Hometown Democracy Debate Continues at Capital Tiger Bay Meeting
Combatants in a simmering war over how much input voters should have on local growth decisions faced off Thursday as both sides gear up for what is expected to be a no-holds-barred fight to win hearts and minds.
With Amendment 4 slated to meet voters at the ballot box in November 2010, Hometown Democracy co-founder Lesley Blackner and opposition group leader Ryan Houck made separate pitches to the Capital Tiger Bay Club in Tallahassee on Thursday.
If approved, the Hometown Democracy-backed amendment would require changes to local comprehensive plans to be approved by local voters at the polls. Backers say the measure, which passed its last judicial hurdle earlier this year, would go a long way toward ending what they see as undue influence wielded by developers in local growth decisions while allowing responsible growth to continue.
“Comp plan changes are political decisions made by our local elected officials and too many officials in Florida have been handing out comp plan changes like Halloween candy,” Blackner said. “Growth plans don’t mean anything if they are constantly being changed and that is what’s happening in Florida.”
Critics, including the Florida Chamber of Commerce and the Florida League of Cities, counter that the provision would stymie even necessary changes to local comp plans by making it too expensive or cumbersome to modify the plan.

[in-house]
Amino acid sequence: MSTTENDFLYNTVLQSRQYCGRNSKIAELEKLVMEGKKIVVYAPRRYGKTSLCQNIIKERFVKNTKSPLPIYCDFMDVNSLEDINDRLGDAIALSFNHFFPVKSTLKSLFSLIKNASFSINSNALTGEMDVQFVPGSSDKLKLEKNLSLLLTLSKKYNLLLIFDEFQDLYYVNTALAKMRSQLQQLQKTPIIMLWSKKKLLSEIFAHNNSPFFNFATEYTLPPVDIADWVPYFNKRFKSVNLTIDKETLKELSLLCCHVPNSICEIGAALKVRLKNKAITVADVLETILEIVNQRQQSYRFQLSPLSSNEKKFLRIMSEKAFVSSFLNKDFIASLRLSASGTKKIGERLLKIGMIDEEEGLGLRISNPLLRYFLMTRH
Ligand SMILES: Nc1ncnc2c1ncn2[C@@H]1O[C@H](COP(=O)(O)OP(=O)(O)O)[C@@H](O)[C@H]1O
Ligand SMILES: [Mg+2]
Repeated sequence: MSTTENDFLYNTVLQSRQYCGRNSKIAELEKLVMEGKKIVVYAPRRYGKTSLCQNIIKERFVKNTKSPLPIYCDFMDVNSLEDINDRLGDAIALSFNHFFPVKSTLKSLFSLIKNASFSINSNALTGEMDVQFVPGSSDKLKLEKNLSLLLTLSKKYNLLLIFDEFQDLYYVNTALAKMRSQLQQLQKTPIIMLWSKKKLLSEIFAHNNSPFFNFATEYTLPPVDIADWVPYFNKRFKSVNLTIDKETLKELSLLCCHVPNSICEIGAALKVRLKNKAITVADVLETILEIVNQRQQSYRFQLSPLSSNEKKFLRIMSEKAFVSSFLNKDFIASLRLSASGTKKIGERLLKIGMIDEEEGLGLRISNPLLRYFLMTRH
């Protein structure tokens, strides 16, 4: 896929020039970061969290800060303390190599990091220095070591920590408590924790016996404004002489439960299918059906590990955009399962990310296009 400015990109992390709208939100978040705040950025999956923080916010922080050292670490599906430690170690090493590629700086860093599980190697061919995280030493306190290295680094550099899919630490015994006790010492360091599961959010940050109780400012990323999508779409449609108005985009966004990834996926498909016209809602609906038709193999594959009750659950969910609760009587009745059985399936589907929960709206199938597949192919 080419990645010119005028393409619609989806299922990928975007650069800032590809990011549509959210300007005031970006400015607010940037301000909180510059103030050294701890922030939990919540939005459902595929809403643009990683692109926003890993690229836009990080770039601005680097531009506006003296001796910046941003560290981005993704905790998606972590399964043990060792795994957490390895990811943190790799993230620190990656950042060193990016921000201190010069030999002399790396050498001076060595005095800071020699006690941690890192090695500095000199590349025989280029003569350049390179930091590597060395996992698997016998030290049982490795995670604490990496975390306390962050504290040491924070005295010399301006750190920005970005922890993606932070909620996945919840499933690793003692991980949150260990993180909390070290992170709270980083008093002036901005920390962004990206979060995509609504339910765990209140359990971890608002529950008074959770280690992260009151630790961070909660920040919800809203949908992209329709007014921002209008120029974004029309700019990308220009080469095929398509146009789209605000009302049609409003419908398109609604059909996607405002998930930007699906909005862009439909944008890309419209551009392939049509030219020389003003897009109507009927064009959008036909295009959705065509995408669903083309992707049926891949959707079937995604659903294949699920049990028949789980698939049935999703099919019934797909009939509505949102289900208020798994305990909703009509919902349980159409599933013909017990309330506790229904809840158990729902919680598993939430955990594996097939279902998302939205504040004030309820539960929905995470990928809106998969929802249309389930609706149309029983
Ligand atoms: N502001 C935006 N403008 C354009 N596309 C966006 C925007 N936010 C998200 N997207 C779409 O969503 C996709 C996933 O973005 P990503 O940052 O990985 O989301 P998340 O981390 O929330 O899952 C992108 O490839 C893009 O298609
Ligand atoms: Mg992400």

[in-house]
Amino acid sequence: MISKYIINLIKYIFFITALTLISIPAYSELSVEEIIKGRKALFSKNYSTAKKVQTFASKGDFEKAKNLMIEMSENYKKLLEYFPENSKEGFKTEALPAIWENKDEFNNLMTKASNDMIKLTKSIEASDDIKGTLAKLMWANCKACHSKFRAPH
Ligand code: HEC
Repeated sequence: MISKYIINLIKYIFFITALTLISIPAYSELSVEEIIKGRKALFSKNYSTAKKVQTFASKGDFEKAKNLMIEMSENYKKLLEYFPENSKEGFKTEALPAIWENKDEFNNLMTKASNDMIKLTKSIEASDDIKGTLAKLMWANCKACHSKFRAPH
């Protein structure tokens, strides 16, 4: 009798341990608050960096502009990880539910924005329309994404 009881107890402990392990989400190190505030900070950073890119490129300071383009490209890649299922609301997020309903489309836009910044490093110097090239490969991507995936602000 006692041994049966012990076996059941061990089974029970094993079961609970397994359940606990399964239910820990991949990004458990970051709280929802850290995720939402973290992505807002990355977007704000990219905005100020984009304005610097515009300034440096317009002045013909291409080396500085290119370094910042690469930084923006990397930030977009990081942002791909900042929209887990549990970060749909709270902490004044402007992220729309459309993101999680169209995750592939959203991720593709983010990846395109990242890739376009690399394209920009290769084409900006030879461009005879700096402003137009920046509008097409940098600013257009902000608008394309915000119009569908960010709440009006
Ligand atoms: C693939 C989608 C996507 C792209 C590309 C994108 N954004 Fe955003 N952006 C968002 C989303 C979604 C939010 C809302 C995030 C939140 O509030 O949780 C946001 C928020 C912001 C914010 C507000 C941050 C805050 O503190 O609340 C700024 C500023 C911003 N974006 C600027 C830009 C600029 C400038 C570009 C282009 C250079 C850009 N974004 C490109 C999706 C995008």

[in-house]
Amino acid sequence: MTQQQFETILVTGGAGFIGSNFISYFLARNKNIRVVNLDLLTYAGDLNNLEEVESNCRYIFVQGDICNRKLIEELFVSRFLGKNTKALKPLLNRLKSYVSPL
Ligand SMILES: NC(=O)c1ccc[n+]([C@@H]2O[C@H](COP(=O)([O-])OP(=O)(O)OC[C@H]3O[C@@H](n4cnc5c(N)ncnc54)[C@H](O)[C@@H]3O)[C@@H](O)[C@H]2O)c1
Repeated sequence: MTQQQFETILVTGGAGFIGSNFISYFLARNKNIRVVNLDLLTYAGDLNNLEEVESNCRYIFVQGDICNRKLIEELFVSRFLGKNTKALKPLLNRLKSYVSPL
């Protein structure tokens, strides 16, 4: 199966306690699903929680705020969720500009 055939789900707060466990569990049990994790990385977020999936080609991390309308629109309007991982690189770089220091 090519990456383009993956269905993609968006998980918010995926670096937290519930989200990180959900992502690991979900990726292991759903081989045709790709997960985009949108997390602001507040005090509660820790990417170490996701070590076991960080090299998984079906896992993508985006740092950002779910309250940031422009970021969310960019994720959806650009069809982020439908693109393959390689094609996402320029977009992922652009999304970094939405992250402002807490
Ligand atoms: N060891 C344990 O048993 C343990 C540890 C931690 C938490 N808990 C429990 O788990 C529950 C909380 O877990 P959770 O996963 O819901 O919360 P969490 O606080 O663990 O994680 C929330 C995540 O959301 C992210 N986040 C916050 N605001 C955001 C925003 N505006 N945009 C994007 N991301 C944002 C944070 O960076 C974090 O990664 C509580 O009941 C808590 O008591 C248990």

Floridians for Smarter Growth, a business-backed effort to fight against the Hometown Democracy proposal, has introduced a proposed amendment of its own. That proposal would require voters to obtain petitions from 10 percent of affected voters before a full vote is required on a proposed comp plan change. The provision explicitly nullifies the provisions of Amendment 4.
Speaking Thursday, Smarter Growth executive director Ryan Houck acknowledged the need to change Florida’s growth management structure but said Hometown Democracy’s efforts are not the way to accomplish that goal.
“For every complex problem, there is a solution that’s clear, simple and wrong,” said Houck. “I think this is a classic case of the right problem and a wrong solution. It’s like taking a two-by-four to kill a fruit fly.”
Blackner disagreed, saying that since first enacted in the 1980s, the state’s growth management laws have become a joke. To back her assertion, Blackner took a swipe at last year’s growth management legislation, SB 360. Passed by lawmakers and signed by the governor earlier this year over the objections of local officials, environmental groups and the secretary of the Department of Community Affairs, the measure allows development in urban areas without the need to immediately build the roads and schools to handle the anticipated growth.
The measure was particularly ill-timed given the crash in the Florida housing market, which Blackner blamed in large part on speculative building and the unwillingness of local government officials to say “no.”
“Even when they crash the economy, developers still get what they want,” Blackner said. “We see a system unable to reform itself.”
The Chamber-backed proposal has passed Florida Supreme Court muster but has yet to garner the 676,811 verified signatures it needs to get on the ballot. Given the business-based group’s deep pockets and 443,510 verified signatures so far, it is likely to do so by the Feb. 1, 2010 deadline.